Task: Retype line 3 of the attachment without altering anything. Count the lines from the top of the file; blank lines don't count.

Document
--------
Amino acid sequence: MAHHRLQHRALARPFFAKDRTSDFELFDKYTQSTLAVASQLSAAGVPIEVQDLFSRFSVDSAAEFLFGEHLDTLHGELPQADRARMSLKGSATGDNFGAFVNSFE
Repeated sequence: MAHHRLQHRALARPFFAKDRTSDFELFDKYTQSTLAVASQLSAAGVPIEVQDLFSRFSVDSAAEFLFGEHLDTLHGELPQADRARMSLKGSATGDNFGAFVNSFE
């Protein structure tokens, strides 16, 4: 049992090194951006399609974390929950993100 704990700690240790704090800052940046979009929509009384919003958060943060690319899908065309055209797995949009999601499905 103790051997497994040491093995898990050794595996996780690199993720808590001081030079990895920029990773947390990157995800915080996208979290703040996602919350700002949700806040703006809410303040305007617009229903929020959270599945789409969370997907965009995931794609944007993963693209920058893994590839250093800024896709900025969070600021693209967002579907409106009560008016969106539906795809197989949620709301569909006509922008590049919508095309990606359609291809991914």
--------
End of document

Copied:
């Protein structure tokens, strides 16, 4: 049992090194951006399609974390929950993100 704990700690240790704090800052940046979009929509009384919003958060943060690319899908065309055209797995949009999601499905 103790051997497994040491093995898990050794595996996780690199993720808590001081030079990895920029990773947390990157995800915080996208979290703040996602919350700002949700806040703006809410303040305007617009229903929020959270599945789409969370997907965009995931794609944007993963693209920058893994590839250093800024896709900025969070600021693209967002579907409106009560008016969106539906795809197989949620709301569909006509922008590049919508095309990606359609291809991914």